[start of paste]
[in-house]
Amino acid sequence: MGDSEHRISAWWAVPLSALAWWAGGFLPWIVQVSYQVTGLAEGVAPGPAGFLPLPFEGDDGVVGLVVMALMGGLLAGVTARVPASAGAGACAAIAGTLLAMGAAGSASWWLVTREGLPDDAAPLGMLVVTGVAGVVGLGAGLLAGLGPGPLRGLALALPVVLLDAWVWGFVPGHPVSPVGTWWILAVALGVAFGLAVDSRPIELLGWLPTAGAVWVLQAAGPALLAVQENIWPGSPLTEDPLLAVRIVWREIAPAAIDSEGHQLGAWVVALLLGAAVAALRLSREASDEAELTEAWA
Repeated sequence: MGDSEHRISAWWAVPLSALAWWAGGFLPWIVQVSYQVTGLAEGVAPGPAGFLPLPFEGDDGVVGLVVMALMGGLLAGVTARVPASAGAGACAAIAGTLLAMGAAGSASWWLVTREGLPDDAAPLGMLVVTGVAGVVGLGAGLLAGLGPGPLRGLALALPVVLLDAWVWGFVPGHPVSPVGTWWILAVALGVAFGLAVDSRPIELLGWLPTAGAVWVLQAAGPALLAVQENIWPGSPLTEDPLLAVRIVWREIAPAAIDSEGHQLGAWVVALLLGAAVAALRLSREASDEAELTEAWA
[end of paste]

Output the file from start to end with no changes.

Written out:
[in-house]
Amino acid sequence: MGDSEHRISAWWAVPLSALAWWAGGFLPWIVQVSYQVTGLAEGVAPGPAGFLPLPFEGDDGVVGLVVMALMGGLLAGVTARVPASAGAGACAAIAGTLLAMGAAGSASWWLVTREGLPDDAAPLGMLVVTGVAGVVGLGAGLLAGLGPGPLRGLALALPVVLLDAWVWGFVPGHPVSPVGTWWILAVALGVAFGLAVDSRPIELLGWLPTAGAVWVLQAAGPALLAVQENIWPGSPLTEDPLLAVRIVWREIAPAAIDSEGHQLGAWVVALLLGAAVAALRLSREASDEAELTEAWA
Repeated sequence: MGDSEHRISAWWAVPLSALAWWAGGFLPWIVQVSYQVTGLAEGVAPGPAGFLPLPFEGDDGVVGLVVMALMGGLLAGVTARVPASAGAGACAAIAGTLLAMGAAGSASWWLVTREGLPDDAAPLGMLVVTGVAGVVGLGAGLLAGLGPGPLRGLALALPVVLLDAWVWGFVPGHPVSPVGTWWILAVALGVAFGLAVDSRPIELLGWLPTAGAVWVLQAAGPALLAVQENIWPGSPLTEDPLLAVRIVWREIAPAAIDSEGHQLGAWVVALLLGAAVAALRLSREASDEAELTEAWA